Sonamarg, famously known as the Meadows of Gold, is the starting point for this fascinating journey. | Photo by YASER NABI MIR on Unsplash
ALSO READ: Top 10 Beautiful Sights To VIsit In Kashmir
#3: Tral-Narastan-Marsar Trek: The Tral-Narastan-Marsar trek is filled with a range of exciting experiences from beginning to end. The hiking trail passes past a waving saffron field, beautiful meadows, and several streams. The path also crosses the Dachigam National Park, where there is an opportunity to see various animal species. Trekkers may take in spectacular views of the high mountains running parallel to them as they cut and pass through Narastan, a Hindu pilgrimage place.
The Tral-Narastan-Marsar trek is filled with a range of exciting experiences from beginning to end. | Wikimedia Commons
#4: Chhatargul-Mahlish-Gangabal: The journey, which passes through beautiful locations such as Chattargul, Mahlish, Kolsar, and Trunkul, provides a peek into an utterly uninhabited wilderness of Kashmir. There are lakes and meadows adorned with flowers along the route as one trek into the alpine wilderness. Trekkers can also enjoy fishing in the crystal clear lakes, camping, or just seeing towering snow-capped mountains while on their journey.
There are lakes and meadows adorned with flowers along the route as one treks into the alpine wilderness. | Wikimedia Commons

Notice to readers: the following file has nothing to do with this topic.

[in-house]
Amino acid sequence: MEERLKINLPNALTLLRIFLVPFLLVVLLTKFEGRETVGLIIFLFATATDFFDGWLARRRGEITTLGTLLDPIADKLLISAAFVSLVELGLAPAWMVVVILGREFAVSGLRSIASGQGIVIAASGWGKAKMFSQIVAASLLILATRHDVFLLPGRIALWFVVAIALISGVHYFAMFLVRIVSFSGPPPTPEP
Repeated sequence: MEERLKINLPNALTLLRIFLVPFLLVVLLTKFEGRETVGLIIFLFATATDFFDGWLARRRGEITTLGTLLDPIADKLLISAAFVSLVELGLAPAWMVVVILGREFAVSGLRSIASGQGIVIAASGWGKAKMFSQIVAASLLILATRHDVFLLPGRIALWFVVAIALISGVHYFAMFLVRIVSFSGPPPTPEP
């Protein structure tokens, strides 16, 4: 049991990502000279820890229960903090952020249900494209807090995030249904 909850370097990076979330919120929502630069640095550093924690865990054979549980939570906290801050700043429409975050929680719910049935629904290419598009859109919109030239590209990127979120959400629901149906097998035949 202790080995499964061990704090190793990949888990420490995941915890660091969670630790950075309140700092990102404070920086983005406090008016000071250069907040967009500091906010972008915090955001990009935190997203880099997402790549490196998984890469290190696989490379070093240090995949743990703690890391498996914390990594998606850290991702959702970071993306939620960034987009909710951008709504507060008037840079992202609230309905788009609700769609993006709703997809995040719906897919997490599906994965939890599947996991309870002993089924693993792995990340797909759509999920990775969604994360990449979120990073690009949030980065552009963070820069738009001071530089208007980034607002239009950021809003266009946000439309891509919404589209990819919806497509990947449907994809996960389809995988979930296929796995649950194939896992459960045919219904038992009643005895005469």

#5: Kolahoi Base Camp Trek: The Kolahoi Base Camp trek in Kashmir has been famous since the early 1900s and has been a goal for many seasoned hikers from across the world. While Srinagar serves as the beginning point for the trip, it is in Aru Valley that the actual hiking begins. The Kolahoi Base Camp Trek is a gentle adventure that is ideal for novices and families with children. The breathtaking sight of the peaks rising into the sky on the horizon of the Pirpanjal and Karakoram ranges is certainly worth capturing. It is considered to be one of the most popular treks in the Kashmir valley.
The Kolahoi Base Camp Trek is a gentle adventure that is ideal for novices and families with children. | Wikimedia Commons
Kashmir's natural splendour, with its beautiful valleys and towering mountains, is really unlike anywhere. Trekking through various valleys and peaks while taking in the scenic beauty is something that always calms the heart and provides us with memories that we will remember for a lifetime.
Keywords: Kashmir, Lakes, Alpine, Hiking, Trekking, Treks, Sonamarg, Gangabal, Kolahoi, Chhatargul, Mahlish, Tral, Narastan, Marsar
The Pitru Paksha starts after the Full Moon day, and this day marks the beginning of the waning phase of the Lunar cycle. This event is roughly of 15-day period, and is of great significance. From this day, rituals like Tarpan or Tarpanam and Shradh are carried out to pay respects to dead relatives and ancestors.
It is believed that from the very first day till the last day, the unhappy souls of the deceased return to the Earth to see their family members. So, in order to ensure that the dead attain Moksha, i.e. to get liberation, family members of these souls quench their thirst and satisfy their hunger by performing the Pind Daan, which includes offering food consisting of cooked rice and black sesame seeds. The literal meaning of Pind Daan is the act of satisfying those who no longer exist physically.
For fifteen days, prayers are offered in temples and rituals are performed to help the souls get free from the cycle of birth, life, and death, and attain salvation.